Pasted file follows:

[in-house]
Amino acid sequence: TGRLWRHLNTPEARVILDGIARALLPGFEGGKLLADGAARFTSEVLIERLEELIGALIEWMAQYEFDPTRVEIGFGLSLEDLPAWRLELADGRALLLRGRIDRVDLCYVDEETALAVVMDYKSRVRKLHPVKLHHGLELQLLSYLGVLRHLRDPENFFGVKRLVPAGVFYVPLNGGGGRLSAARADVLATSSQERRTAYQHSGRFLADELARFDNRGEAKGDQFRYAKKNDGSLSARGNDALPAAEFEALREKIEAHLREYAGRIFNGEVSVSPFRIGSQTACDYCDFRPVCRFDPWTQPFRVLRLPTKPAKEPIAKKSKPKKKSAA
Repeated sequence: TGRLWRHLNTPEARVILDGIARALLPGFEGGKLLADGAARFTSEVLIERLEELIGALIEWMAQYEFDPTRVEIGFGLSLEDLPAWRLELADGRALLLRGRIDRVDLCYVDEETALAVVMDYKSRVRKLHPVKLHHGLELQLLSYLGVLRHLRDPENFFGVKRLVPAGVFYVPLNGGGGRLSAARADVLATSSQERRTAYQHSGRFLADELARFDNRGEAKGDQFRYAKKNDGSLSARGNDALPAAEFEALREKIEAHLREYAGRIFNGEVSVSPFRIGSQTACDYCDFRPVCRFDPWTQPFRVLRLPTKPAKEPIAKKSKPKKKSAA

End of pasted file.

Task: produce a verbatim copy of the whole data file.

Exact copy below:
[in-house]
Amino acid sequence: TGRLWRHLNTPEARVILDGIARALLPGFEGGKLLADGAARFTSEVLIERLEELIGALIEWMAQYEFDPTRVEIGFGLSLEDLPAWRLELADGRALLLRGRIDRVDLCYVDEETALAVVMDYKSRVRKLHPVKLHHGLELQLLSYLGVLRHLRDPENFFGVKRLVPAGVFYVPLNGGGGRLSAARADVLATSSQERRTAYQHSGRFLADELARFDNRGEAKGDQFRYAKKNDGSLSARGNDALPAAEFEALREKIEAHLREYAGRIFNGEVSVSPFRIGSQTACDYCDFRPVCRFDPWTQPFRVLRLPTKPAKEPIAKKSKPKKKSAA
Repeated sequence: TGRLWRHLNTPEARVILDGIARALLPGFEGGKLLADGAARFTSEVLIERLEELIGALIEWMAQYEFDPTRVEIGFGLSLEDLPAWRLELADGRALLLRGRIDRVDLCYVDEETALAVVMDYKSRVRKLHPVKLHHGLELQLLSYLGVLRHLRDPENFFGVKRLVPAGVFYVPLNGGGGRLSAARADVLATSSQERRTAYQHSGRFLADELARFDNRGEAKGDQFRYAKKNDGSLSARGNDALPAAEFEALREKIEAHLREYAGRIFNGEVSVSPFRIGSQTACDYCDFRPVCRFDPWTQPFRVLRLPTKPAKEPIAKKSKPKKKSAA